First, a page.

Household balance sheet | Business Standard Editorials

Clipped from: https://www.business-standard.com/article/opinion/household-balance-sheet-121062401616_1.html

Lower consumption at the bottom of the pyramid will affect growth

Economic activity is recovering, with a decline in new Covid-19 cases and an increase in public mobility. Economists believe that the impact of the second wave on output has been less severe than the first, and is expected to remain limited to the first quarter of the current fiscal year. Although the focus usually is on the headline gross domestic product (GDP) numbers, the pandemic has had a material impact on the household balance sheet. A delayed economic recovery will prolong the pain for households. While the actual impact on individual finances will be known after a significant lag, incoming data and studies give some idea as to how different segments are dealing with the pandemic.

The Reserve Bank of India (RBI) released the preliminary estimates of household financial savings for the third quarter of 2020-21 on Wednesday. The net financial savings expectedly declined from a high of 21 per cent of GDP in the first quarter to 8.2 per cent in the third quarter. Both precautionary savings because of the pandemic-related uncertainties and forced savings due to a stringent lockdown seem to have pushed household financial savings in the first half of the last fiscal year. As the economy opened up, financial savings came back to a more normal level. Interestingly, mutual fund investment in the third quarter was at 1.2 per cent of GDP, compared to the annual level of 0.2 per cent in 2019-20. It appears that some households increased investment in mutual funds because bank deposits were offering negative real returns.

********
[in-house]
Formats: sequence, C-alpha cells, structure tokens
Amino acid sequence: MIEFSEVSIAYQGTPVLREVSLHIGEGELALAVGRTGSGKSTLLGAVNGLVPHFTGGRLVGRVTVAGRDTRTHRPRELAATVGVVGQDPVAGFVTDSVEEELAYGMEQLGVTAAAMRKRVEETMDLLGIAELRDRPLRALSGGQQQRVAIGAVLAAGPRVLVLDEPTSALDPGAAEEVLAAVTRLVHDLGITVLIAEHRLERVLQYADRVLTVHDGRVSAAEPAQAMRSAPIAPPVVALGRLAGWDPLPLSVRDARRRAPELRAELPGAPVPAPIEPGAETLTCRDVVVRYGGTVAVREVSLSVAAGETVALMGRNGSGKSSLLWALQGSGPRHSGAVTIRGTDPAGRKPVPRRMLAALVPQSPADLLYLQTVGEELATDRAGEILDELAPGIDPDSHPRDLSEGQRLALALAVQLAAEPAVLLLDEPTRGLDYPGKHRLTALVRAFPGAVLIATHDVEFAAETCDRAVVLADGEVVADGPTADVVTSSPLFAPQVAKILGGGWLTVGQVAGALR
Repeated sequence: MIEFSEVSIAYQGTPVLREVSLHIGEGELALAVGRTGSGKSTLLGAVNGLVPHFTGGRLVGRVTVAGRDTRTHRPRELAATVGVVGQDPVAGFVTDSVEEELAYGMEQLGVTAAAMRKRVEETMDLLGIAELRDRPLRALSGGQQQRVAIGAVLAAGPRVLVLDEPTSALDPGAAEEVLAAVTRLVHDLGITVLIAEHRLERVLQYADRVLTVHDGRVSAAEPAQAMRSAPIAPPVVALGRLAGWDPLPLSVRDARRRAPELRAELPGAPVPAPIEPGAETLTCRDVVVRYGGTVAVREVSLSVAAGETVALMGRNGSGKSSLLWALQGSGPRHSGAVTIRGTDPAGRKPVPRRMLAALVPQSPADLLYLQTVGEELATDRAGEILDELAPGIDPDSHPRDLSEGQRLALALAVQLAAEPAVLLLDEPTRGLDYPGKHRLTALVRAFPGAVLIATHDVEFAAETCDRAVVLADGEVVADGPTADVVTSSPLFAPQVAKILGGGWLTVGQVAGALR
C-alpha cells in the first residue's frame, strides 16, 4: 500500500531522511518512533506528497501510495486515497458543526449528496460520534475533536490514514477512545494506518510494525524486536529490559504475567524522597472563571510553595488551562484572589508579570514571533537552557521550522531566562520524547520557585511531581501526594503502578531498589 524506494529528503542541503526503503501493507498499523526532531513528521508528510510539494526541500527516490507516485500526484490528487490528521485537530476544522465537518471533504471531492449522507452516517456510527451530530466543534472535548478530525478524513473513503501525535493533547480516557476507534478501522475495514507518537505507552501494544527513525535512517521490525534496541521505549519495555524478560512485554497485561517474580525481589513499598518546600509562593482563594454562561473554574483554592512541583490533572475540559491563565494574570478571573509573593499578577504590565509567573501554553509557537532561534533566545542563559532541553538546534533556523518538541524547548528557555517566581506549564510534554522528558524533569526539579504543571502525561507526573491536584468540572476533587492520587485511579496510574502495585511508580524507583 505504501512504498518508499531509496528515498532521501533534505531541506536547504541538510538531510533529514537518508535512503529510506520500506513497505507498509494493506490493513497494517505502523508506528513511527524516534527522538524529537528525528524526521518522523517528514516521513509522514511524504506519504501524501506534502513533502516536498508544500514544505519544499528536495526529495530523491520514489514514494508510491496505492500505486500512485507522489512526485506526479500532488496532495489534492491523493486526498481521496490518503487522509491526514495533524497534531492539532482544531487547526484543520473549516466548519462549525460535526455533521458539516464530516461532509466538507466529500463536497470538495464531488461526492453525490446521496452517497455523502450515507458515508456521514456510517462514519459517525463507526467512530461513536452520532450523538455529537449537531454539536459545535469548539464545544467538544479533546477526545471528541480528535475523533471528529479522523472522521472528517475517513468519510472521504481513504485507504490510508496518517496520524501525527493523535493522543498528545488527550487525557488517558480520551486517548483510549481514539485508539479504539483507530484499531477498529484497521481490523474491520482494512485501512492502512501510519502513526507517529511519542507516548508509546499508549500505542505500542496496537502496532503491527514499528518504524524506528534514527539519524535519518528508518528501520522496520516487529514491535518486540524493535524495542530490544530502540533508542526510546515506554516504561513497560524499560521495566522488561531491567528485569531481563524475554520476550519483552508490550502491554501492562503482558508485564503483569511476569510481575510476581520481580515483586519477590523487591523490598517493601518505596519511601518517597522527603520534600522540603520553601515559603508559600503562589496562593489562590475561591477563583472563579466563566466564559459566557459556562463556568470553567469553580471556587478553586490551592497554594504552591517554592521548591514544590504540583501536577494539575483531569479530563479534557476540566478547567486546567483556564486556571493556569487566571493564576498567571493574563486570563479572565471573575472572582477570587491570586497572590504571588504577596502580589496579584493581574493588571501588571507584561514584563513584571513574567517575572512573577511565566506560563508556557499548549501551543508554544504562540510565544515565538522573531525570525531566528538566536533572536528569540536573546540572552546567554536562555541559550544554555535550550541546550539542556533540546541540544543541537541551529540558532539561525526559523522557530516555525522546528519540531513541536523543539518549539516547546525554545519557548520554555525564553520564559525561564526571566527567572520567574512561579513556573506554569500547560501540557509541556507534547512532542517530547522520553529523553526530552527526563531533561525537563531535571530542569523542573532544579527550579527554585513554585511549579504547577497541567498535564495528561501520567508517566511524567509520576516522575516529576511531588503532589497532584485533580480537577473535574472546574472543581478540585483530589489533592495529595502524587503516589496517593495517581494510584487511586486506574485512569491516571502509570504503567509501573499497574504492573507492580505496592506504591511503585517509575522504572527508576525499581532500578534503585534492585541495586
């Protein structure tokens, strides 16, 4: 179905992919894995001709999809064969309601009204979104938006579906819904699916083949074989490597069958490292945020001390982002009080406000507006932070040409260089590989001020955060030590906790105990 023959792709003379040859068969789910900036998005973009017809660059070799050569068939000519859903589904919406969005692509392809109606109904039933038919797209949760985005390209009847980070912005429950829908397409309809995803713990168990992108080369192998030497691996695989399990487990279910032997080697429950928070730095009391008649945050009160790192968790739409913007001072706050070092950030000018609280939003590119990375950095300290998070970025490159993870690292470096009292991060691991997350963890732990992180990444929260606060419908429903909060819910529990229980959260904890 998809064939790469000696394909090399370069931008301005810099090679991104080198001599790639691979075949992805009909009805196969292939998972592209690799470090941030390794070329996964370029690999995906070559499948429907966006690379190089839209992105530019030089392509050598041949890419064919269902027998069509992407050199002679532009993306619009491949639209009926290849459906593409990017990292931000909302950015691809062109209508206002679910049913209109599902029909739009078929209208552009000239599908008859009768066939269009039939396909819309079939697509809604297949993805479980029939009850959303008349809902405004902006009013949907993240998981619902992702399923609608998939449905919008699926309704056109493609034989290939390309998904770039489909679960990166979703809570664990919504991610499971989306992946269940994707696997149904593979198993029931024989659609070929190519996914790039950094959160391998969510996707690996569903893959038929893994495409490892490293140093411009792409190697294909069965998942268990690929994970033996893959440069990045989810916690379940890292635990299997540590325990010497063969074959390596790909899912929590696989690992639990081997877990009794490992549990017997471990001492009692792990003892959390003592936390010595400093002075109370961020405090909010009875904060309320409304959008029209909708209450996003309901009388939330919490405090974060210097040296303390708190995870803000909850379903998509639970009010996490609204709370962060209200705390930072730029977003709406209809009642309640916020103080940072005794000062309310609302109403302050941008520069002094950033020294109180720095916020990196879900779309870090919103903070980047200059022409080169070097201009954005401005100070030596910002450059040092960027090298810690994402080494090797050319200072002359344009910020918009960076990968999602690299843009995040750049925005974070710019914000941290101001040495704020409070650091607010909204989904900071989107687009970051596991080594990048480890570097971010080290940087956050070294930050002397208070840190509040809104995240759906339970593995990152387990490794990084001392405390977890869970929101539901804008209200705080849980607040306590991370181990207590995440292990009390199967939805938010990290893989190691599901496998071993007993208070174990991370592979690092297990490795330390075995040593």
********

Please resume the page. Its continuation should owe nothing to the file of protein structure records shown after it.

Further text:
However, it’s important to note that the aggregate financial savings data do not say much about the impact of the Covid-related shock on different segments of households. A new National Bureau of Economic Research working paper, “Explaining the Income and Consumption Effects of COVID in India”, offers useful insights in this context. Using the Centre for Monitoring Indian Economy’s Consumer Pyramids Household Survey data, the paper shows a large drop in incomes due to Covid through December 2020. It notes that income for salaried workers fell by 35 per cent, while the decline for daily labourers was to the tune of 75 per cent. Among the salaried class, white-collar workers were the least affected. Daily labourers, including those in the agriculture sector, were hit significantly harder. The paper also notes that consumption fell less than income with a clear distinction between essential and non-essential items. All this again shows that households at the bottom of the income pyramid suffered the most. A recent study by Azim Premji University found that an additional 230 million individuals fell below the poverty line because of the Covid shock.

The second wave would have further damaged the household balance sheet. As a result, a large number of households would first want to repair their balance sheet, which can affect consumption and overall economic recovery. At another level, the decline in household financial savings from last year’s high will make financing the fiscal deficit more difficult. Since the general government budget deficit is expected to remain elevated in the near term, a sustained RBI support can increase inflation risks. This will again affect the lower-income groups. Thus, the health of the Indian household balance sheet will depend on the nature and pace of economic recovery.

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